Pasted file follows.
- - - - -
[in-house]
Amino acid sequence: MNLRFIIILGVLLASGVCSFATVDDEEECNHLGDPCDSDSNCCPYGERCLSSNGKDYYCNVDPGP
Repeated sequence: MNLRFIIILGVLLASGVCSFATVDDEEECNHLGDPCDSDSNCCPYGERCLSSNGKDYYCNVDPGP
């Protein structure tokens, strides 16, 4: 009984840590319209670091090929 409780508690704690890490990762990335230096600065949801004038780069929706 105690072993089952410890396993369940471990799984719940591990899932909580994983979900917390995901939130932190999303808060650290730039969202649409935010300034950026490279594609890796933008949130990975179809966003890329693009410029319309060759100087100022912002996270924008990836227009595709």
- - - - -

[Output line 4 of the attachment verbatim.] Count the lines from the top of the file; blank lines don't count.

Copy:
């Protein structure tokens, strides 16, 4: 009984840590319209670091090929 409780508690704690890490990762990335230096600065949801004038780069929706 105690072993089952410890396993369940471990799984719940591990899932909580994983979900917390995901939130932190999303808060650290730039969202649409935010300034950026490279594609890796933008949130990975179809966003890329693009410029319309060759100087100022912002996270924008990836227009595709």